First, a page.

How to manage and work with divas

Extreme collabohaters: the diva

Diva used to be a word that carried some weight. Though renowned for their demanding ways, divas were so uniquely talented that they were almost always worth the trouble. It used to be an exclusive club; now it’s open enrollment. The title used to be reserved for the Whitney Houstons and Aretha Franklins of the world; now you personally probably know at least six people who call themselves divas mostly because they post quotes like “If you can’t handle me at my worst, you don’t deserve me at my best” on social media.

In thinking about collaborating with divas in your business, I’m going to be generous and assume you’re dealing with a dynamo, someone whose talent and value to your company is clear. If the cruel hands of fate have instead dealt you a delusional diva – a wannabe Bey who can’t even carry a tune – a more severe course of action may be necessary.

Oh, no, you’re managing a diva!

Ultimately, of course, you’d like to create a diva-free business culture, but that isn’t always realistic. When managing a diva, strike a delicate balance between resolve and accommodation. Know when to pick your battles – and insulate other members of your team from having to go into battle themselves.

Divas typically possess enormous gifts in a specific area. That doesn’t mean it translates elsewhere. Many divas feign or genuinely possess indifference for matters not directly related to their turf, but others will play the know-it-all card whether the conversation turns to their department or any department. Or local politics. Or Hollywood. You get the idea. Meddling divas are more corrosive, so managers need to work particularly hard in those cases to keep their team members in their respective lanes. The buzz about flattened org charts is great… until it leads to some Kanye from your accounts department trying to dictate the terms of your product roadmap.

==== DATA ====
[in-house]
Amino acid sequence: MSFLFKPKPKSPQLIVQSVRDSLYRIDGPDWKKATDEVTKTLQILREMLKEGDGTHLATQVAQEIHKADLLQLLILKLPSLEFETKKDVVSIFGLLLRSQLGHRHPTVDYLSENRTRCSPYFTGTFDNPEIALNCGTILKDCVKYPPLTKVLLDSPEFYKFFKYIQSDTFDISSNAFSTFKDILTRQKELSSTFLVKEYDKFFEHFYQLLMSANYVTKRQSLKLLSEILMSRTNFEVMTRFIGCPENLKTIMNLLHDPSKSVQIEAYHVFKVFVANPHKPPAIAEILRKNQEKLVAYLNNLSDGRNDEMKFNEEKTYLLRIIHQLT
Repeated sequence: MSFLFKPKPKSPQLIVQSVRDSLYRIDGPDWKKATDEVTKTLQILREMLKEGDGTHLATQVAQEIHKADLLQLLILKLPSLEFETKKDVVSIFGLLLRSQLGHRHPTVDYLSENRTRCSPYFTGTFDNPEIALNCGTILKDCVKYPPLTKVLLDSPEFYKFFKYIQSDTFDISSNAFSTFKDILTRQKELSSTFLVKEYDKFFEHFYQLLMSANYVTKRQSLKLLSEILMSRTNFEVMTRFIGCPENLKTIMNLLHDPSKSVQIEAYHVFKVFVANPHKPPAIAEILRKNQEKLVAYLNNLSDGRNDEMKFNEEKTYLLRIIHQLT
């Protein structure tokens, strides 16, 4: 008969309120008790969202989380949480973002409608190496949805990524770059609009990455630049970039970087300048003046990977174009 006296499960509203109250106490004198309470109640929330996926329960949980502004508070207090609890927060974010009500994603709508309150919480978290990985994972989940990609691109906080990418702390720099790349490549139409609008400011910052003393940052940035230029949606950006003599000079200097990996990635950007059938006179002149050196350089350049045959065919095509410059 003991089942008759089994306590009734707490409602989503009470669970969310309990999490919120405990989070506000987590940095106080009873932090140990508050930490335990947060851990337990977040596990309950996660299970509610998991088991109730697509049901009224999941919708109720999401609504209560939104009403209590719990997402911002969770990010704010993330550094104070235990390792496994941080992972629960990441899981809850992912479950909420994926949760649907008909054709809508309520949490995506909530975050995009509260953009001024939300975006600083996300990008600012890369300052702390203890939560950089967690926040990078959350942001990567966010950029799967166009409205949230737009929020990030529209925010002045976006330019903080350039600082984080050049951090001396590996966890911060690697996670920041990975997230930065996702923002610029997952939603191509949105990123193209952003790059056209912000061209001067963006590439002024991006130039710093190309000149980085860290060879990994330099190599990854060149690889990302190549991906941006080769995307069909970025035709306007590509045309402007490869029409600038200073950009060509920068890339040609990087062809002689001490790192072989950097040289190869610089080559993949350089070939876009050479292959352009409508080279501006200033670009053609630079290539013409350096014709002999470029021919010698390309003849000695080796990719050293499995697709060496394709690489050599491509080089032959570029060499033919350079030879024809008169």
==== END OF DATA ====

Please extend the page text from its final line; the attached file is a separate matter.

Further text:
Even divas take a tumble now and then (sometimes they fall from grace completely). Instead of succumbing to schadenfreude – tempting though it may be – or foolishly assuming that tough times will humble the hard-headed, the responsible thing to do as a manager is to be generous (but honest) with praise. Let the thirsty flowers drink!

Oh, no, you work with divas!

As John Greathouse points out, divas aren’t all bad. Even if you don’t particularly like them personally, you may be able to take some inspiration from them. “Many of the same precepts which lead to a startup’s success are also precursors to a performer’s stardom,” Greathouse says.

A real diva – again, not just those who hide behind the word as an excuse for petulance and self-absorption – is almost certainly a hard worker who’s hungry for success. If you are frustrated because your diva colleague is aloof about a certain initiative – adopting a new collaboration solution, for instance – try framing the issue in a way that makes the personal benefit clear, thus playing into their center-of-universe outlook, but also emphasizes the more ambitious bigger picture; it’s not just about learning a new log-in for a new tool, it’s about shaking up the status quo.

Oh, no, the diva is your client!

If you’re dealing with a diva client, you’ll want to consult our Usual Clients infographic to help remember what’s fueling the seemingly insane demands you’re receiving. And then follow Steve Hall’s advice for dealing with difficult clients: listen, repeat, document and entertain. Make the effort to really get inside their heads (not in a creepy way). Know not just what they want but why they want it. And, as Hall notes, yes, the customer/client is always right, but sometimes you won’t gain a client’s respect until you show a bit of backbone.

Post by Adam McKibbin

Adam McKibbin is the content marketing manager for iMeet Central. His writing has been featured in Adweek, the Chicago Tribune and The Nation, and he’s produced content for some of the leading tech brands on the Fortune 500.